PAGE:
Chapter 1, Lesson 1 Notes

*Science is a way of learning about the natural world.

*Science also includes skills all the knowledge gained by exploring the natural world.

*Scientists use skills such as observing, inferring, predicting, classifying, evaluating, and making models to study the world.

*A quantitative observation deals with numbers, or amounts.

*A qualitative observation deals with descriptions that cannot be expressed in numbers.

*When you explain or interpret the things you observe, you are inferring, or making an inference.  Inferring is not guessing.  Inferences are based on reasoning from what you already know.

*Predicting means making a statement or claim about what will happen in the future based on past experience or evidence

*predictions and inferences are closely related.

*The difference between a prediction and an inference is that a prediction is a statement about what will happen, and an inference is an attempt to explain what is happening or has happened.

*Classifying is the grouping together of items that are alike in some way.

*Evaluating involves comparing observations and data to reach a conclusion about them.

*Making models involves creating representations of complex objects or processes.  Some models can be touched, such as a map.  Others are in the form of mathematical equations or computer programs.

*Models help people study things that can’t be observed directly.

*Planning and carrying out an investigation may use many of the scientific skills.  It may also involve identifying variables.

*Independent variables are changed to test a hypothesis.

*Dependent variables change in response to the independent variables.

Chapter 1, Lesson 2 Notes

*An attitude is a state of mind.

*Scientists possess certain important attitudes, including curiosity, honesty, creativity, open-mindedness, skepticism, good ethics, and awareness of bias.

*One attitude that drives scientists is curiosity.  Scientists want to learn more about the topics they study.

*Good scientists always report their observations and results truthfully.  Honesty is especially important when a scientist’s results go against previous ideas or predictions.

*Sometimes it takes creativity to find a solution to a problem.  Creativity means coming up with inventive ways to solve problems or produce new things.

*Scientists need to be open-minded, or capable of accepting new and different ideas.  However, open-mindedness should always be balanced by skepticism, which is having an attitude of doubt.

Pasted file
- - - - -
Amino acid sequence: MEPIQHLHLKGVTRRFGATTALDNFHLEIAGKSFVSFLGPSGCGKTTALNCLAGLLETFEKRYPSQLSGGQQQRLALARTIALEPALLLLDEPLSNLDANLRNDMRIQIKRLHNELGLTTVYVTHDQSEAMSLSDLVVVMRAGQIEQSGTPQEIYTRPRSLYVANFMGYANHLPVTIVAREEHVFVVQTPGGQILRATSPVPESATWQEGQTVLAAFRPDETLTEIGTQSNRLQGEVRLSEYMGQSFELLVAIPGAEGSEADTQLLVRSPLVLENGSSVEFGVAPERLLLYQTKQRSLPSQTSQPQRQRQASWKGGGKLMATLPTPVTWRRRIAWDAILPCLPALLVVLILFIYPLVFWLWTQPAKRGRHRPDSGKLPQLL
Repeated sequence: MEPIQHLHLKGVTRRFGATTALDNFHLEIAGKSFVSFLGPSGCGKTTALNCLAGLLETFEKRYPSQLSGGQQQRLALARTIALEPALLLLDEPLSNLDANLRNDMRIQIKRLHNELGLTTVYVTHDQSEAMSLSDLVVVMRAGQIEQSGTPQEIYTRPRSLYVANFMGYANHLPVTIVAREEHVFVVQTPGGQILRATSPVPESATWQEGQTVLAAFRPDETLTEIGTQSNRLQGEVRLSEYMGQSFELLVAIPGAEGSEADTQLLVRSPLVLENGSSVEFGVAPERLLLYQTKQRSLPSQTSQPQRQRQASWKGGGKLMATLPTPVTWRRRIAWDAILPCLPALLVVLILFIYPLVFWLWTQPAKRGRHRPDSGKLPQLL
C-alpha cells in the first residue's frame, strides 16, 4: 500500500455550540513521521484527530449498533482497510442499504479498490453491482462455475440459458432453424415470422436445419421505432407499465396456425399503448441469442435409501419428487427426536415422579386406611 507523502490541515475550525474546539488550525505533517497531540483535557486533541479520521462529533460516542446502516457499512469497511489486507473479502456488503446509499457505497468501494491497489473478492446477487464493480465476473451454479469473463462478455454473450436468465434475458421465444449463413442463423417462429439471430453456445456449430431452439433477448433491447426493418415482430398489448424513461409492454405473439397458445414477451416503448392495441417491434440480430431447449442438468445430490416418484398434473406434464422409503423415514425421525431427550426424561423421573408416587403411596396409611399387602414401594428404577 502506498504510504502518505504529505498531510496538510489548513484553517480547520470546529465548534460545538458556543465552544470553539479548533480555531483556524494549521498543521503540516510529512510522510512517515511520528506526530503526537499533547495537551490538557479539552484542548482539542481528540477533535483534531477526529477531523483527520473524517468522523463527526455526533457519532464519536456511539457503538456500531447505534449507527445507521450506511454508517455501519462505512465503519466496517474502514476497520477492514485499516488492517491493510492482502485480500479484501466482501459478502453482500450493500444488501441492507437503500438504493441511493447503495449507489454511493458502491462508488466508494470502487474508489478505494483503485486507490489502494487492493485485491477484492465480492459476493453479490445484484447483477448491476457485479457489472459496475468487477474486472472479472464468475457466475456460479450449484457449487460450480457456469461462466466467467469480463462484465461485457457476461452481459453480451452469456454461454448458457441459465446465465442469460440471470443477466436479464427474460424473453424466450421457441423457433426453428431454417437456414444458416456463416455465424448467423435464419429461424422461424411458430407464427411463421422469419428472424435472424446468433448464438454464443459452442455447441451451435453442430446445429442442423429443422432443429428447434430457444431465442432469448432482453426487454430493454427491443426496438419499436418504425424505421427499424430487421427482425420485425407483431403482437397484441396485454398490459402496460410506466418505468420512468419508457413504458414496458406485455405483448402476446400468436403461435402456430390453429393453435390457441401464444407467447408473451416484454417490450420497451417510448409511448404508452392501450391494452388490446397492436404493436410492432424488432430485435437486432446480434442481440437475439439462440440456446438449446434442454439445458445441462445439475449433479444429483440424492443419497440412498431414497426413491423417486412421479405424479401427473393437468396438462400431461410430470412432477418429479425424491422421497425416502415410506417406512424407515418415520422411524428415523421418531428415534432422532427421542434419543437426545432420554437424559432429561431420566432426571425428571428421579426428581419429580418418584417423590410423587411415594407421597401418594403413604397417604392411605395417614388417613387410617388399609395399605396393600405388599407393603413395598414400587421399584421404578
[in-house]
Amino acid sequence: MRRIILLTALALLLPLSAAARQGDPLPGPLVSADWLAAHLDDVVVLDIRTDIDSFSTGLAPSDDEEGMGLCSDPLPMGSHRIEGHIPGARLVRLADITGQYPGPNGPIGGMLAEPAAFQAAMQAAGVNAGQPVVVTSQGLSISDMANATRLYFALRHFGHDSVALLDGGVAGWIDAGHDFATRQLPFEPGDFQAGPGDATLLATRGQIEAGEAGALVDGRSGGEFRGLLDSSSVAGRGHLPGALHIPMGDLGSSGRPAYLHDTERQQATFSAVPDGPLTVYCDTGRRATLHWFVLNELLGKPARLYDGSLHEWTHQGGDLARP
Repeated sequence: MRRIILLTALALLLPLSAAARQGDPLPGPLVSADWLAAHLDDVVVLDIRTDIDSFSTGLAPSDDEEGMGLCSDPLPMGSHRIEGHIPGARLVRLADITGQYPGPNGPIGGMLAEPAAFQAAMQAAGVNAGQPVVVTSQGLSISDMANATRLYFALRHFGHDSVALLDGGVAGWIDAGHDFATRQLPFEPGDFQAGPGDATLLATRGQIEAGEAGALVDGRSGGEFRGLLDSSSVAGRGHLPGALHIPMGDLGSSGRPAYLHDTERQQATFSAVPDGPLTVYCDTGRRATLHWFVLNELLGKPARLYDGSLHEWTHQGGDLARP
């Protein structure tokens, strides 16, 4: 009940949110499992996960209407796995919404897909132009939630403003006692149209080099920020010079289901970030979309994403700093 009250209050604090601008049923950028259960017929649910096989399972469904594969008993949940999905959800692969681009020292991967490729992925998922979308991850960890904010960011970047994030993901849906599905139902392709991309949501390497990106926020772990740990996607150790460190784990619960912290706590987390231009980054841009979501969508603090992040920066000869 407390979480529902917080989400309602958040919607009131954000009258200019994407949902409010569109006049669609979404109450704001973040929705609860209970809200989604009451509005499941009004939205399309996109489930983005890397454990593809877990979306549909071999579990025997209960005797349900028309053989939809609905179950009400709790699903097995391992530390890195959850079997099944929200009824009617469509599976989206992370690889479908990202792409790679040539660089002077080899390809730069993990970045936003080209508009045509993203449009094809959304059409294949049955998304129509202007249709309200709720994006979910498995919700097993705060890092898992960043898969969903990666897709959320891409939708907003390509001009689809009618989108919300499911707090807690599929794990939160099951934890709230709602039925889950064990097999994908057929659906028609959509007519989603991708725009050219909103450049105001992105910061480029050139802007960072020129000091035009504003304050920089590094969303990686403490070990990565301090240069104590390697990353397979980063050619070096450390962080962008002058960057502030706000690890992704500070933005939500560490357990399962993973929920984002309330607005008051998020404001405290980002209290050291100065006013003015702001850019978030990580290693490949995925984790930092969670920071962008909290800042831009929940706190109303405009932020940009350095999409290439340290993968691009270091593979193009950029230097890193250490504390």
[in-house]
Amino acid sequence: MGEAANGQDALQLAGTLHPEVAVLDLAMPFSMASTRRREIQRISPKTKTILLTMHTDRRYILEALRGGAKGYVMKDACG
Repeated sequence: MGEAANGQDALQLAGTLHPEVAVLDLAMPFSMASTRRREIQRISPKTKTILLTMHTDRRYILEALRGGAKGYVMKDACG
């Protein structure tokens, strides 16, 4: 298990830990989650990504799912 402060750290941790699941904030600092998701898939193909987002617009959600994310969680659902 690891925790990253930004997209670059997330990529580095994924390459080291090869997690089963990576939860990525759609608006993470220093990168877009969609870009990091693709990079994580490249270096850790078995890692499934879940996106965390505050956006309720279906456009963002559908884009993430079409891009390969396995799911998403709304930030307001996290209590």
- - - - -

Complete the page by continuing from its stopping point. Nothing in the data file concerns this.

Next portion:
*Scientists need a strong sense of ethics, which refers to the rules that enable people to know right from wrong.

*What scientists expect to find can influence, or bias, what they observe and how they interpret observations.

*Personal bias comes from a person’s likes and dislikes.

*Cultural bias stems from the culture in which a person grows up.

*Experimental bias is a mistake in the design of an experiment that makes a particular result more likely.

*Scientific reasoning requires a logical way of thinking based on gathering and evaluating evidence.

*Being objective means that you make decisions and draw conclusions based on available evidence.

*In contrast, being subjective means that personal feelings have entered into a decision or conclusion.

*There are two types of scientific reasoning.  Deductive reasoning is a way to explain things by starting with a general idea and then applying the idea to a specific observation.

*Inductive reasoning uses specific observations to make generalizations.

*Scientists must be careful not to use faulty reasoning, because it can lead to faulty conclusions.

Chapter 1, Lesson 3 Notes

*Standard measurement allows scientists everywhere to repeat experiments.

*In the 1970’s, scientists in France developed a system of measurement called the metric system.

*The metric system is a system of measurement based on the number 10.

*Modern scientists use a version of the metric system called the International System of Units, or SI.

*Using SI as the standard system of measurement allows scientists to compare data and communicate with each other about their results.

*In the SI system, the basic unit for measuring length is the meter (m).  For lengths smaller than a meter, the centimeter (cm) and millimeter (mm) are used.  The kilometer (km) is used for measuring long distances.

*Mass is the amount of matter in an object.  A balance is used to measure mass by comparing the mass of an object to a known mass.

*In the SI system, the basic unit for measuring mass is the kilogram (kg).  To measure smaller masses, grams (g) and milligrams (mg) are used.

*Unlike mass, weight is a measure of the force of gravity acting on an object.  A scale is used to measure weight.

*Volume is the amount of space an object or substance takes up.

*In SI, the basic unit for measuring volume is the cubic meter (m3).

*A cubic meter is equal to the volume of a cube with 1-meter sides.  Use cubic meters to measure the volume of solids.

*To measure the volume of a liquid, use the liter (L), and read the level at the bottom of the meniscus, or curve.

*To measure the volume of an irregular solid, use the displacement method: immerse the object in water and measure how much the water level rises.